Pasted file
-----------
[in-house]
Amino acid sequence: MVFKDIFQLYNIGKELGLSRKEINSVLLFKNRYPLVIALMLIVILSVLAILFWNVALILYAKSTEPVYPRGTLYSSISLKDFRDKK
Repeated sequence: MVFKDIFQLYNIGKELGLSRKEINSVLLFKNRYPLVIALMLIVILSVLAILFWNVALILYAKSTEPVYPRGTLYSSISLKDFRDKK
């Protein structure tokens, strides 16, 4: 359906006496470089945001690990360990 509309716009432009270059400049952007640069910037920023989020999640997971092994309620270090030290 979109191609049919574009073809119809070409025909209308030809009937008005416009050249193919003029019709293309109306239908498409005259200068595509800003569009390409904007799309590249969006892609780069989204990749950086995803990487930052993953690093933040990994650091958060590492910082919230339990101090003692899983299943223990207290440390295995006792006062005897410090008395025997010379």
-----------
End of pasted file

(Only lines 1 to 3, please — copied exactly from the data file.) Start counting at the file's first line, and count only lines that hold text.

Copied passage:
[in-house]
Amino acid sequence: MVFKDIFQLYNIGKELGLSRKEINSVLLFKNRYPLVIALMLIVILSVLAILFWNVALILYAKSTEPVYPRGTLYSSISLKDFRDKK
Repeated sequence: MVFKDIFQLYNIGKELGLSRKEINSVLLFKNRYPLVIALMLIVILSVLAILFWNVALILYAKSTEPVYPRGTLYSSISLKDFRDKK